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Follow your dream. Discover your passion.

"If You Don't Try, You're a Loser"

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by Jeremy Rowland

When Ted Stanley’s wife passed away in March of 2011, he was faced with a dilemma.

It was the same dilemma everyone faces when change is forced upon them. Do you adapt and move on? Or do you cling to the past, holding firm to the hope that things will return to the so-called norm? For many, the latter is the case. Fear of change, or maybe it’s a fear of forgetting, prevents them from moving forward. They grow stagnant in their resolute sameness.

Others, like Ted Stanley, recognize that there are things in this life that are beyond our control. Things are going to happen whether we will them or not, and if one is going to exist in this world of “what ifs” and unknowns, one must roll with the punches and take control of what can be controlled.

That’s exactly what Ted did.

He determined that he wouldn’t allow himself to become a couch potato. He wanted to find an activity that would keep his mind sharp and ward off dreaded dementia. In his search, he discovered Darrel Tank’s 5-Pencil drawing method, and it just clicked. Drawing was not something he grew up doing, nor was it something he had ever really considered doing as a pastime. He would draw cartoons for his kids when they were younger, but he never imagined it would come to mean as much to him as it does today.

When Ted was a boy, his mother used to tell him that “a busy mind is a healthy mind,” and now at 76 years old, he has certainly proven that to be true. Ted practices drawing every day for at least five hours. Drawing has become as much a part of his daily routine as breakfast and bedtime. It’s been nearly two years since Ted started drawing and he admits he’s truly amazed at how far he’s come.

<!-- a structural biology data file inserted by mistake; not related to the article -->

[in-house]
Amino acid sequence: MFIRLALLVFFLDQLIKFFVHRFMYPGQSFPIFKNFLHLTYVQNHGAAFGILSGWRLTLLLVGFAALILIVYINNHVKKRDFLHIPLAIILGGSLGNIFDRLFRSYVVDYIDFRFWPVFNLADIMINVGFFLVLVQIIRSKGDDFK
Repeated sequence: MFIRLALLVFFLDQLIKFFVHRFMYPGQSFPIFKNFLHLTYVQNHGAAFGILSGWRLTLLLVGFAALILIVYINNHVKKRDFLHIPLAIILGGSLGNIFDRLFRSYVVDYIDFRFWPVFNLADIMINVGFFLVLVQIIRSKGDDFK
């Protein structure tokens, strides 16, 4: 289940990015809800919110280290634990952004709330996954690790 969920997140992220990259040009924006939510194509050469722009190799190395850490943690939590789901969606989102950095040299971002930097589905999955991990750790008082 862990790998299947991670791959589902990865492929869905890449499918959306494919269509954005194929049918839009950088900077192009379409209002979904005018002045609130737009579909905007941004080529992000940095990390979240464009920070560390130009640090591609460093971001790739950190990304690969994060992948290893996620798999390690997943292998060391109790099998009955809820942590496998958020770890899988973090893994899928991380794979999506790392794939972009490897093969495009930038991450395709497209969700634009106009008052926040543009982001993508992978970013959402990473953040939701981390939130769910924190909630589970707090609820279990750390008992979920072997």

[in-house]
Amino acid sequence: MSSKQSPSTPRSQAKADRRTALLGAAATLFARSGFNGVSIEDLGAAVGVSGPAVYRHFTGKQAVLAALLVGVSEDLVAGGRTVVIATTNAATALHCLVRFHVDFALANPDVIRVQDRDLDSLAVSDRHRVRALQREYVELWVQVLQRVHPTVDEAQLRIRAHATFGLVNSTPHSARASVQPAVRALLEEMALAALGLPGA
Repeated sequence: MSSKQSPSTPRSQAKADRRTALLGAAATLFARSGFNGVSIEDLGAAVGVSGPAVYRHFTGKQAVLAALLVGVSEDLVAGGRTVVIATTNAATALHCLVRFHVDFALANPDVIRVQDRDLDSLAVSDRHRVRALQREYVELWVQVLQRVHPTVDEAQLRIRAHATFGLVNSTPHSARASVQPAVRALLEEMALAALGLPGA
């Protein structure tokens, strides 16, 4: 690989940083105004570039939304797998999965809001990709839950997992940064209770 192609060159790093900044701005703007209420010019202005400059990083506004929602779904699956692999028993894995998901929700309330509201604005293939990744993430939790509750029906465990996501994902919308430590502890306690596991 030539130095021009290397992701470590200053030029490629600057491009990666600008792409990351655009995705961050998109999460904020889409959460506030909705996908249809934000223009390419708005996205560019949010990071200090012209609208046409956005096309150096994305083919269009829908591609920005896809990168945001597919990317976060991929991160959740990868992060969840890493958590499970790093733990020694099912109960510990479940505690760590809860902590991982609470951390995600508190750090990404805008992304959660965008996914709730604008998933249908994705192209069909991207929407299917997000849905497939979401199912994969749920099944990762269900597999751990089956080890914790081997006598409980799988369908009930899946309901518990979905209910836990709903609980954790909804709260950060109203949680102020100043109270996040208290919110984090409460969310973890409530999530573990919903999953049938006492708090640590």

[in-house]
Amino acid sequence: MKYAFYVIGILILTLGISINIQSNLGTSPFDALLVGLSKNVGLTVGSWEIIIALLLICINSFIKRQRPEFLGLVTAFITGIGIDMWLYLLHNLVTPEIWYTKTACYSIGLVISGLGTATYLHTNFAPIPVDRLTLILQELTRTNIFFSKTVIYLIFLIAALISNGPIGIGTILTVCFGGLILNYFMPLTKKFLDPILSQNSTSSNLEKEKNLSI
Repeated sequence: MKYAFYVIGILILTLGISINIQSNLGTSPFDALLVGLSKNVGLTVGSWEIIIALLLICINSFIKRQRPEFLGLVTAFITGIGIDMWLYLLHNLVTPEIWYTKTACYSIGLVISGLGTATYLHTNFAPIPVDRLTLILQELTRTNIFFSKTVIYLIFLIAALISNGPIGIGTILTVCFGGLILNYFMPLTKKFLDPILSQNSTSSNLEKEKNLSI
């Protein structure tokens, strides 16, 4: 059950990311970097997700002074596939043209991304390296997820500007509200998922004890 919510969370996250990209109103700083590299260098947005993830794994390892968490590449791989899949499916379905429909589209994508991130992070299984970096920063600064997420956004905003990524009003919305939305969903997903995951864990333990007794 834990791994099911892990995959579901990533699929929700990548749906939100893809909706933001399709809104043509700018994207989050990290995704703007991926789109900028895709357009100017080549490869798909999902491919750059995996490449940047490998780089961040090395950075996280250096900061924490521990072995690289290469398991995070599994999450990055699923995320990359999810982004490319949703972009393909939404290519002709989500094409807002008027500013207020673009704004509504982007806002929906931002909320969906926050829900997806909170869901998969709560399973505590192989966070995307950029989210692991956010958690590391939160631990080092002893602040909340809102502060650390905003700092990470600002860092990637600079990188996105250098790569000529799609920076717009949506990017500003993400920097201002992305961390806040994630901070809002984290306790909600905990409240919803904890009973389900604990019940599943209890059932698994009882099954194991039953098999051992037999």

One look at Ted’s website or posts on the 5-Pencil Method Community and you realize just how prolific an artist he has become. From graphite pencil drawings of friends and loved ones to colored pencil paintings of sea turtles and Captain Jack Sparrow, when Ted sees an intriguing subject, he draws it. 

Ted has even gone so far as to enter his work into competitions, facing off against artists of all ages from all over the world. His strategy is sound; he enters his work with the mentality that he may not win, but at least he has tried. “If you don’t try, you’re a loser” is his mantra and it’s one that has kept him creating and putting his work out there for others to see.

Putting himself out there has been a big part of his growth as an artist. Ted believes that his involvement with other artists, both online and in his local art league, has given him the support needed to keep going. He loves being able to reach out to more experienced artists for tips and critiques to help him improve. That’s not to mention the sense of community he has found among others with the same passion.

Ted’s experience with art has inspired him to attempt other “age defying” feats as well. Along with art, he’s begun studying modern Greek to ensure his mind stays sharp. He could easily have bought into the lie that he’s too old to learn a new skill, but he hasn’t. In fact, he’s living proof that it’s not only possible, it’s incredibly beneficial. 

My talk with Ted Stanley convinced me of two things. First, art truly is for everyone. Ted is a retired railroad mechanic from Murfreesboro, Tennessee. He has no degree in art; he doesn’t hail from a long line of fine artists. He’s just a guy who has discovered a passion for drawing things he’s passionate about.

Secondly, art is so much more than just a hobby or a career. Art is therapy; it’s personal growth, it’s empowering and enriching, and it’s available to anyone. Ted’s decision to pick up a pencil wasn’t a difficult one, but it has proven to be a life-changing one. He encourages anyone interested in art to make the same decision: pick up a pencil and just start to draw. 

So, with all of the benefits of art so easily accessible, why haven’t you explored what it can do for you? What’s keeping you from picking up a pencil or a paintbrush? Must a major life change happen before you’ll give it a try? 

You’ve just heard Ted’s story, and now we want to hear yours. Be sure to leave us a comment and let us know what art has done for you.

Jeremy Rowland is editor for Senior Artist magazine and Director of Media Development at Happy Brain, Inc. He is a connoisseur of edible foods, an avid daydreamer, and has a hard time passing up an art museum.

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